Student Nitzan Levenberg, 32, arriving on a flight from Tel Aviv, said she had no complaints about a 20-minute wait to present her documents at Heathrow today.
She said: ‘They asked to see all my documents, including my right to stay in the UK. I was in the British and EU queue and it was moving quite quickly.’
Passengers told MailOnline on the first day of the new policy that they had faced queues of 90 minutes at the border, but Heathrow Airport denied this was the case.
A Home Office spokesman said: ‘People should not be travelling unless absolutely necessary and it is an offence to arrive into England without proof of a negative Covid test or a completed Passenger Locator Form.
‘We have also increased Border Force spot checks on arrival, with passengers subject to an immediate fine of £500 for failing to comply with the new rules. Despite these measures, the vast majority of passengers have been moving through the UK border in good time.’
New rules came into force at 4am yesterday meaning all arrivals had to show proof of a negative Covid-19 test taken within 72 hours of travel.
Passengers are required to show it to check-in staff before boarding their UK-bound flight, and to Border Force guards after landing.
But some travellers found themselves being turned away by their airline and stranded while those allowed to board complained of long, non Covid-secure queues after landing.
NHS worker Ellie Walton, 19, from Moreton-in-Marsh in Gloucestershire, was supposed to fly from Madrid to London on Sunday afternoon.
But she missed the connection because her first flight from Cuba to the Spanish capital had been delayed by nearly two hours.
She was told the next flight to London wasn’t until yesterday morning and was given a hotel voucher.
However, when she tried to leave the Madrid-Barajas Adolfo Suarez Airport she was told she couldn’t by Spanish border guards ‘because of Brexit’. It meant having to bed down in the airport on Sunday night.
To make matters worse, when she tried to board her new flight yesterday morning she was barred.
This was because she didn’t have a negative Covid test, having thought she’d be returning on Sunday before the UK’s new pre-departure testing rules kicked-in yesterday at 4am.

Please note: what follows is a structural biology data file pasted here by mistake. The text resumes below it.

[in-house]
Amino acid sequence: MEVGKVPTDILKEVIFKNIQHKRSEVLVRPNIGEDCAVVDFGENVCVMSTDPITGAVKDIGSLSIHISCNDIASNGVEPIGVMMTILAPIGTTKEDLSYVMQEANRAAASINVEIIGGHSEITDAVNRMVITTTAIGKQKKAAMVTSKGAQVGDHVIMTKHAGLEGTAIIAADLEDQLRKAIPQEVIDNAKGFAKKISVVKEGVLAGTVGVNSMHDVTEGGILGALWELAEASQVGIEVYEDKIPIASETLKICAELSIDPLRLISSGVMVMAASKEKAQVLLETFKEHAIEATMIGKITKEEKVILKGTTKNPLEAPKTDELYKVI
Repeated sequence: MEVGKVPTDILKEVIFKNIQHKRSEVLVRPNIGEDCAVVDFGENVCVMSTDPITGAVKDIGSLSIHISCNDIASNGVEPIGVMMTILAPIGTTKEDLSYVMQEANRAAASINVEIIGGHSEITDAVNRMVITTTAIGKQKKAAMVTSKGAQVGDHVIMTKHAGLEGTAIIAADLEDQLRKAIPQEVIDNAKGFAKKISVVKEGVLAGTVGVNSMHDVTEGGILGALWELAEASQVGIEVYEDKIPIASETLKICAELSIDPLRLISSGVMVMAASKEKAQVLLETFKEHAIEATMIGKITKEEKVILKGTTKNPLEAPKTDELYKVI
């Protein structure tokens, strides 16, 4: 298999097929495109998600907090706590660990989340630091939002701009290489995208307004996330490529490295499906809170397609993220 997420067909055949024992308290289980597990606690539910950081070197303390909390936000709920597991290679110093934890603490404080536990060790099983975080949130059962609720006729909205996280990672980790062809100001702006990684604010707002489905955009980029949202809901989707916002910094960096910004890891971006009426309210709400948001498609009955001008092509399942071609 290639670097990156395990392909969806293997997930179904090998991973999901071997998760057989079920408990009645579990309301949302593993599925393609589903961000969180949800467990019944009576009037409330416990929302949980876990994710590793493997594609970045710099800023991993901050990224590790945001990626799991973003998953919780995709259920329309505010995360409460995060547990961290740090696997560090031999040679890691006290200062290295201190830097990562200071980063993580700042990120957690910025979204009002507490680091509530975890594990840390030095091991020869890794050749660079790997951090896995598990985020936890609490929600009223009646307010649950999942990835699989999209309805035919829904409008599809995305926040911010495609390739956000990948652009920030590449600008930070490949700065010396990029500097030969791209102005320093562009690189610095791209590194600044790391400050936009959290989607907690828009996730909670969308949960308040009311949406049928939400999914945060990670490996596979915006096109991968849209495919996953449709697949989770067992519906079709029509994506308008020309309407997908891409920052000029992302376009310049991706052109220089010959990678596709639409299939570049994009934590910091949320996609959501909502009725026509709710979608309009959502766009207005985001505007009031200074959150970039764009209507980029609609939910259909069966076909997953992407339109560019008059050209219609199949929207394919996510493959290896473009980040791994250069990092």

Miss Walton, a healthcare worker, travelled to Cuba in December when the second lockdown had ended and the tier system was in place.
She went there to spend time with her Cuban boyfriend, Lovany Sanchez, a circus acrobat who had lived in Britain with a visa until the pandemic broke out.
Her mother, Tracey Walton, said: ‘It’s awful, she was crying down the phone. I even looked at flights to go out to Madrid and sort it out myself but you can’t get there.
‘She had a lateral flow test on her because she is a healthcare worker, but the airline said the UK wouldn’t accept it. They were trying to wash their hands of it but they have a duty of care to their passengers.
‘I’m very angry because the government has made it clear they can board and the British embassy were phoning the airline to say she could.’
Government guidance states that UK citizens are allowed to be boarded on planes if they cannot get a test at their transit airport and are being blocked from entering the country it is in.
Mrs Walton said her daughter told her three other Britons were also barred from boarding.
However, after several calls to the British embassy in Spain Mrs Walton said her daughter had finally been allowed on an Iberia plane back to Heathrow last night.
In another case, Hannah Holland, 23, from Sheffield, was due to land at Heathrow yesterday but was barred by check-in staff in the US.
She was booked to travel on an American Airlines flight from Philadelphia via Chicago’s O’Hare airport, which was due to land in London at 8.20am.
But Chicago check-in staff said her rapid ‘lateral flow’ test and accompanying health certificate were not acceptable.
Miss Holland, a dual British-American citizen, had been helping her mother care for her grandfather in Philadelphia.
She said: ‘I just couldn’t believe it… it was a test I had to pay for at a local, well-respected health clinic in Philadelphia and was specifically for people who had flights that needed more urgent results.’ She added: ‘I was getting really weepy.’